Scarf Hold

Today we’re talking about the scarf hold position, known as kesa gatame in judo. In this article, we will be taking a look at the use of this position in Brazilian Jiu Jitsu compared to other grappling sports as well as some of the common uses and attacks from this position.

Contrary to most of the other positions we have covered on this site, scarf hold as a position is actually more popular in other grappling sports; particularly judo and wrestling. This is because of the position’s powerful pinning ability, especially enabling the top grappler to prevent the bottom grappler from turning away and exposing the back, which is often the goal of a BJJ practitioner, as back control is at the top of the positional hierarchy and is also one of the most, if not the most powerful finishing positions.

Further, in the traditional scarf hold position, the top grappler has his arm wrapped around the bottom grappler’s head, giving the bottom grappler a potential path to the back. For this reason, most BJJ practitioners make use of the modified scarf hold position or kuzure kesa gatame instead, which utilizes the underhook as opposed to the head grab, preventing the bottom grappler from escaping directly into a back take.

Scarf hold
Traditional Scarf Hold

Many BJJ practitioners also make use of the reverse scarf hold position, with its most common usage being used to advance into the mount position.

While it is true that a traditional scarf hold leaves the top grappler open to an escape into a back take, many BJJ practitioners exaggerate this risk. Because the position is under utilized in BJJ, most BJJ practitioners simply do not have the requisite knowledge of how to properly apply this position. After all, if the escape into the back take were so easy, then scarf hold would not be such a powerful pinning position in wrestling and judo!

In fact, there are three main elements in a properly applied scarfhold position that grapplers, especially BJJ practitioners, often miss:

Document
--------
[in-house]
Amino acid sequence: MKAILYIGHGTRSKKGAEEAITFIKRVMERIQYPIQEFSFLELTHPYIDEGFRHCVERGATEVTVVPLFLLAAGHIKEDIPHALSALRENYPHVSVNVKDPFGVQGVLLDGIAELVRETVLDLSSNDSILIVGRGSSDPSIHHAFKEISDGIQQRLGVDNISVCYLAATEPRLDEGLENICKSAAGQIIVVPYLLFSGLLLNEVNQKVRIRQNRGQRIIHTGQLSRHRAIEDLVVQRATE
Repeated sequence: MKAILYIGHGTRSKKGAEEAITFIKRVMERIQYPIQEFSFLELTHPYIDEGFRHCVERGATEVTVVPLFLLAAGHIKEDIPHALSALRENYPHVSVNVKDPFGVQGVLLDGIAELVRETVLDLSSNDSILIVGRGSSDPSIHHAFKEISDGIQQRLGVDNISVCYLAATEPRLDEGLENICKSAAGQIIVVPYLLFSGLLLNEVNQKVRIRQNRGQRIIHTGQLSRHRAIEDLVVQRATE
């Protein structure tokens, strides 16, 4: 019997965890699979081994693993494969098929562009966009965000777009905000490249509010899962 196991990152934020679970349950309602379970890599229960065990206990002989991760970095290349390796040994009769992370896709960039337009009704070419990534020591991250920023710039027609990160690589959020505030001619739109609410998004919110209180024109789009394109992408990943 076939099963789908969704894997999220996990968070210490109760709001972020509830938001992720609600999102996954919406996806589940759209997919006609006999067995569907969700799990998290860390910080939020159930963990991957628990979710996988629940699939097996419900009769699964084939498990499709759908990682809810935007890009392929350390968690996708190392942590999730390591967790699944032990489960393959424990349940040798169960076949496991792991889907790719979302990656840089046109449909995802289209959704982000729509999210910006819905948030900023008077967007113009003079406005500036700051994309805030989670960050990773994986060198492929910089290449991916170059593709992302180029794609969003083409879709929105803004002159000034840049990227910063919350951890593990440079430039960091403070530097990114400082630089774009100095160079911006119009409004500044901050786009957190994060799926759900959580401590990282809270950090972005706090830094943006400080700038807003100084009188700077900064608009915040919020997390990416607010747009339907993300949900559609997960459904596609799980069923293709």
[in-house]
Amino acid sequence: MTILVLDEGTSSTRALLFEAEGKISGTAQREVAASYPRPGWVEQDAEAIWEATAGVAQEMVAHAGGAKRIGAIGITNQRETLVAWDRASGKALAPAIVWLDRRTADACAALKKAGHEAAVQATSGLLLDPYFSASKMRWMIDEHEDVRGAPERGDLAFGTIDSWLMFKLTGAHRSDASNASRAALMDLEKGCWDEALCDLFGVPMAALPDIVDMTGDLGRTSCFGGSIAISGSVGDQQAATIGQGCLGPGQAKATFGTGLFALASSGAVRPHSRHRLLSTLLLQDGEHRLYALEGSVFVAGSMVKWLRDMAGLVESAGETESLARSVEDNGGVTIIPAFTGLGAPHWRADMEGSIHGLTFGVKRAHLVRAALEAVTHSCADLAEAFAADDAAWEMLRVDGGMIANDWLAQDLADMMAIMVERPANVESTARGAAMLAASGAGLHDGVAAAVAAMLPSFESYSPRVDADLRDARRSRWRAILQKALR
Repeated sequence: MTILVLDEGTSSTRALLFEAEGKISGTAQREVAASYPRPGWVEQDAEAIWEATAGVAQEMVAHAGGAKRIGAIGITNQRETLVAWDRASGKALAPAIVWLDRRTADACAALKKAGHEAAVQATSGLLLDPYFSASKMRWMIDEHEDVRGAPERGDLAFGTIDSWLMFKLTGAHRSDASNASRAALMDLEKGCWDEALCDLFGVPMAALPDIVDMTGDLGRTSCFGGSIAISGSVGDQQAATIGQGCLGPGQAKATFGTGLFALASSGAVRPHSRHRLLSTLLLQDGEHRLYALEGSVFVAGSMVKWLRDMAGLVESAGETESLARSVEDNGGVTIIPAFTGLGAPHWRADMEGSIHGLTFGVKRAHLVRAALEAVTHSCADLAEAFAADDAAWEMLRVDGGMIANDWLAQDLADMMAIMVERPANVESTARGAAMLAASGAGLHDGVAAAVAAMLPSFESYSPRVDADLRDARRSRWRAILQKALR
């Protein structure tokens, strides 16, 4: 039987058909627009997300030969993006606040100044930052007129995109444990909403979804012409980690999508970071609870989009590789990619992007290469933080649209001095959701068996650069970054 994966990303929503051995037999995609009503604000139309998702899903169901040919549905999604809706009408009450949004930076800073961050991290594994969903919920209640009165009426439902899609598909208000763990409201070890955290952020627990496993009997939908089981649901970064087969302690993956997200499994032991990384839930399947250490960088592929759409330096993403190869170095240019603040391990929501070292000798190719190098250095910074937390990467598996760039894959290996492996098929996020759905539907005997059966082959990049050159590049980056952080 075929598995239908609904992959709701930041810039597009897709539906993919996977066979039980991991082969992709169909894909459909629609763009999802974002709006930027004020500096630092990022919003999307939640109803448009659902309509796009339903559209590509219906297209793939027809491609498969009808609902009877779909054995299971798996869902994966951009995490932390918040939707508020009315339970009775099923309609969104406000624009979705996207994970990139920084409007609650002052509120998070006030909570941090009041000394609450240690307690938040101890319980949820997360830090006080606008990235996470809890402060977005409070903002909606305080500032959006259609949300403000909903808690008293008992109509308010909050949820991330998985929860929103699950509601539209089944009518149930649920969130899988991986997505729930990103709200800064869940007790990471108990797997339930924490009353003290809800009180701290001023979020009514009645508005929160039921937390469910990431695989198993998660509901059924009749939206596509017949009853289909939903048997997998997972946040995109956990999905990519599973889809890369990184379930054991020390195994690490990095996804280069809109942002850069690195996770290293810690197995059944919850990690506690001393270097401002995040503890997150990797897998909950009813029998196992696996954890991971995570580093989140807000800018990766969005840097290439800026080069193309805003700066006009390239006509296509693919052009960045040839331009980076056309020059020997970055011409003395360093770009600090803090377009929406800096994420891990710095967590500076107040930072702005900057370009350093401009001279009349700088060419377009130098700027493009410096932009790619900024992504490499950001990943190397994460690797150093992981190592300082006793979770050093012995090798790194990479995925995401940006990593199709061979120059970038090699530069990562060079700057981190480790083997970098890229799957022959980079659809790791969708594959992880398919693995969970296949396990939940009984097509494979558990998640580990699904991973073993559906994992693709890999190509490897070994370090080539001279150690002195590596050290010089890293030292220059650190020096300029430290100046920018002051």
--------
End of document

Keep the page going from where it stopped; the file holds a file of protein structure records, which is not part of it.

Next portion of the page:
• Preventing the bottom grappler’s head from touching the mat to kill any bridging; and
  • Control and elevation of both the inside elbow and shoulder; this will prevent the bottom grappler from turning in and being able to escape into a back take.
  • Leaning forward into the position and keeping the head low to prevent the ‘frame and sit-up’ escape or the ‘leg over’ escape (see below).

When it comes to submissions, the most common attacks would be those attacking the near arm, commonly with the Americana with the legs, or the straight armbar.

Nevertheless, the grappling world had the pleasure during Metamoris 4 on 9th August 2014 to witness a rare catch wrestling submission from the scarfhold position, with Josh Barnett submitting Dean Lister via a ‘chest choke’. You can watch a clip from the actual match in the first video below (beginning at the 8 minute mark) and a short instructional by the man himself in the second.

To conclude, while scarf hold is a popular position in other grappling sports, it remains highly under utilized in BJJ. However, due to the dynamic and constantly evolving nature of BJJ, coupled with its tendency of constantly assimilating moves from other grappling arts, it is possible that this position may become a more widely utilized one in the future. In the meantime, BJJ practitioners should study and develop this position, who knows, you might be able to surprise your gym rival!